October 9, 2019
Deep-learning method to design fly-like robots
"Just think about what a fly can do," says Professor Pavan Ramdya, whose lab at EPFL's Brain Mind Institute, with the lab of Professor Pascal Fua in EPFL's Institute for Computer Science, led the study. "A fly can climb across terrain that a wheeled robot would not be able to."
Flies aren't exactly endearing to humans. We rightly associate them with less-than-appetizing experiences in our daily lives. But there is an unexpected path to redemption: Robots. It turns out that flies have some features and abilities that can inform a new design for robotic systems.
"Unlike most vertebrates, flies can climb nearly any terrain," says Ramdya. "They can stick to walls and ceilings because they have adhesive pads and claws on the tips of their legs. This allows them to basically go anywhere. That's interesting also because if you can rest on any surface, you can manage your energy expenditure by waiting for the right moment to act."
It was this vision of extracting the principles that govern fly behavior to inform the design of robots that drove the development of DeepFly3D, a motion-capture system for the fly Drosophila melanogaster, a model organism that is nearly ubiquitously used across biology.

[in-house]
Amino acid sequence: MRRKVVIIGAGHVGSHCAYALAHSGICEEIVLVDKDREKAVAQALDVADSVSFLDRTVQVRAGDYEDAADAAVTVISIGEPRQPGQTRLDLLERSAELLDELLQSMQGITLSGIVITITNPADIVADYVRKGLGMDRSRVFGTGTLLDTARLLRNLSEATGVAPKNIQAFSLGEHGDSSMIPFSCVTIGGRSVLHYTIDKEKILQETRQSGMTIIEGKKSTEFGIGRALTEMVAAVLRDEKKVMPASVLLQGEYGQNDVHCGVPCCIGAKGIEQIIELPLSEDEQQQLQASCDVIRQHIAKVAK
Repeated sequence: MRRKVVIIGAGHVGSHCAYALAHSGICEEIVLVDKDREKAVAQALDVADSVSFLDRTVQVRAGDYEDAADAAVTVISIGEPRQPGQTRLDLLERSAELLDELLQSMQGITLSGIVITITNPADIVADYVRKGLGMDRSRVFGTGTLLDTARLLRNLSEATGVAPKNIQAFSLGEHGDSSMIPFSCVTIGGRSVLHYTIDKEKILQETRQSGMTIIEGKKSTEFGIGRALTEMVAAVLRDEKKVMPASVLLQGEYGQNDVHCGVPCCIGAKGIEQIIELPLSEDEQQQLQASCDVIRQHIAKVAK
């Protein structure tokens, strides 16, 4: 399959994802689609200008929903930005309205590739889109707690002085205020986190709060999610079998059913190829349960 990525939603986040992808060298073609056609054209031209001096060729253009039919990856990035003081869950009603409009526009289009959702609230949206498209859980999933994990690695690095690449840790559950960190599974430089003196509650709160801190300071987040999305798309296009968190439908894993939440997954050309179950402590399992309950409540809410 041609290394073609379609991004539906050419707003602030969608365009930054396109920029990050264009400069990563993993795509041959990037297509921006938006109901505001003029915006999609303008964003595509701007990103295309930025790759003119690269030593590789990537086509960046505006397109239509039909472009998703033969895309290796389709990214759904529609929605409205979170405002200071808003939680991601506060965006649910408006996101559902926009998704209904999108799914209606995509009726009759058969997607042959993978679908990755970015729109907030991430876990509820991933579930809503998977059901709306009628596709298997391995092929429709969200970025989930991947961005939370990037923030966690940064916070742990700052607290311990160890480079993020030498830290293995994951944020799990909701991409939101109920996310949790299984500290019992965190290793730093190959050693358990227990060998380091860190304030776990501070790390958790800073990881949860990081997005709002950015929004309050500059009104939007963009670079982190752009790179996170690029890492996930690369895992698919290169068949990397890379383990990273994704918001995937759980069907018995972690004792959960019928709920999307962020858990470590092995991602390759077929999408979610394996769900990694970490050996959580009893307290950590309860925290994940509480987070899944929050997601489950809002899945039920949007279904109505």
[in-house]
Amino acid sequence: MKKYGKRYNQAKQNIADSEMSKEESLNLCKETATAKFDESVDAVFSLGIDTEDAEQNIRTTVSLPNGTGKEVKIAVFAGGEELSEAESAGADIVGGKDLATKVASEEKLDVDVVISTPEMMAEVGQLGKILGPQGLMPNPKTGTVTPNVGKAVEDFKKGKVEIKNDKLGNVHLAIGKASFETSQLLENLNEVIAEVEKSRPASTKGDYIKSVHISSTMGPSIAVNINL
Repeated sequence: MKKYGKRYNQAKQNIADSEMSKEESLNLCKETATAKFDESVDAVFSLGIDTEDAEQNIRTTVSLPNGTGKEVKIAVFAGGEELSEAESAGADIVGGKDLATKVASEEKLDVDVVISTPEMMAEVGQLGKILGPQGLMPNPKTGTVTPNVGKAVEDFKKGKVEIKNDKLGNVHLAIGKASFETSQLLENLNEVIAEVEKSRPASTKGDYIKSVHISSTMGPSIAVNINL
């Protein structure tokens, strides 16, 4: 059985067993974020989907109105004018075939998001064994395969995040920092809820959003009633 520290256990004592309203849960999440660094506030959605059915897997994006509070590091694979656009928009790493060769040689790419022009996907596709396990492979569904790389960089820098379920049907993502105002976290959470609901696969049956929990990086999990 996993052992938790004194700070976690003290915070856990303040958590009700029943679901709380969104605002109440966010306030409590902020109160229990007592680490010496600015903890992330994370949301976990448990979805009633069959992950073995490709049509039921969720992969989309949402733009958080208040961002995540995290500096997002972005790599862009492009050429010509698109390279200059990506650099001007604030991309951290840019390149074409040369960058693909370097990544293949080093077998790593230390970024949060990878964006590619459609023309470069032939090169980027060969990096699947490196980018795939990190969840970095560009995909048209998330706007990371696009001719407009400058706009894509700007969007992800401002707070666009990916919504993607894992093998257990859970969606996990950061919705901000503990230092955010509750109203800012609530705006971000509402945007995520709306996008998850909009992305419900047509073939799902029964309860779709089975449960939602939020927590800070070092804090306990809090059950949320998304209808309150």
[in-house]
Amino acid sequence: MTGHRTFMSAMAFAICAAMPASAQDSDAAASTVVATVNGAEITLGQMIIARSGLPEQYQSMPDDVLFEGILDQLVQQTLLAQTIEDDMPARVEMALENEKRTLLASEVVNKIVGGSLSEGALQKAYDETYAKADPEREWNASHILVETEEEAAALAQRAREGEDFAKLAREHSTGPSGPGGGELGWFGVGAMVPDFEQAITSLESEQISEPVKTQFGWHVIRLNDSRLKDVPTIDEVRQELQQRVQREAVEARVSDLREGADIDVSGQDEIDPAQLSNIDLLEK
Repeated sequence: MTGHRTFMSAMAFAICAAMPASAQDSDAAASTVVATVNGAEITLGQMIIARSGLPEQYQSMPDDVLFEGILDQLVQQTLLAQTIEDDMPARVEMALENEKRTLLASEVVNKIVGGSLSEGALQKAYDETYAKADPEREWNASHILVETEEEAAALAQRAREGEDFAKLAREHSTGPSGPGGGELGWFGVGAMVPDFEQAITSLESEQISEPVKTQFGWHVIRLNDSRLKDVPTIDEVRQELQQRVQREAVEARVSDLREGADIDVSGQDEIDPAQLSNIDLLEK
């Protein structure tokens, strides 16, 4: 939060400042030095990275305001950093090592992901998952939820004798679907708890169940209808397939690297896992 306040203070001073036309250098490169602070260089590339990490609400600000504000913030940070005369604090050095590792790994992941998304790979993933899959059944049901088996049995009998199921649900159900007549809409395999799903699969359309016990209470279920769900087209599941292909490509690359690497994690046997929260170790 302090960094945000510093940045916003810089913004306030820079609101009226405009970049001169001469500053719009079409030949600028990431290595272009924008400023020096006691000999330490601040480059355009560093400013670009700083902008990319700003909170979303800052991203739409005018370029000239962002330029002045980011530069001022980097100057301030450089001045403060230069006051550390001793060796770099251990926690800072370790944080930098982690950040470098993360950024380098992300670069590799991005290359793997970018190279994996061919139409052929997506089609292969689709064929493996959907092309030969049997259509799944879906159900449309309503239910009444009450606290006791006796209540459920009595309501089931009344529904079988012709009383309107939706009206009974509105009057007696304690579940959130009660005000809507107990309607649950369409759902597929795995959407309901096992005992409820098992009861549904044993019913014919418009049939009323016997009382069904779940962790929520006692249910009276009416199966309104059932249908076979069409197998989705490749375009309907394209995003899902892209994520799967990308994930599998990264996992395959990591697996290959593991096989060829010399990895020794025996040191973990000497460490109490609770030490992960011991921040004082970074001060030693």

In Ramdya's experimental setup, a fly walks on top of a tiny floating ball—like a miniature treadmill—while seven cameras record its every movement. The fly's top side is glued onto an unmovable stage so that it always stays in place while walking on the ball. Nevertheless, the fly "believes" that it is moving freely.
The collected camera images are then processed by DeepFly3D, a deep-learning software developed by Semih Günel, a Ph.D. student working with both Ramdya's and Fua's labs. "This is a fine example of where an interdisciplinary collaboration was necessary and transformative," says Ramdya. "By leveraging computer science and neuroscience, we've tackled a long-standing challenge."
What's special about DeepFly3D is that is can infer the 3-D pose of the fly—or even other animals—meaning that it can automatically predict and make behavioral measurements at unprecedented resolution for a variety of biological applications. The software doesn't need to be calibrated manually and it uses camera images to automatically detect and correct any errors it makes in its calculations of the fly's pose. Finally, it also uses active learning to improve its own performance.
DeepFly3D opens up a way to efficiently and accurately model the movements, poses, and joint angles of a fruit fly in three dimensions. This may inspire a standard way to automatically model 3-D pose in other organisms as well.
"The fly, as a model organism, balances tractability and complexity very well," says Ramdya. "If we learn how it does what it does, we can have important impact on robotics and medicine and, perhaps most importantly, we can gain these insights in a relatively short period of time."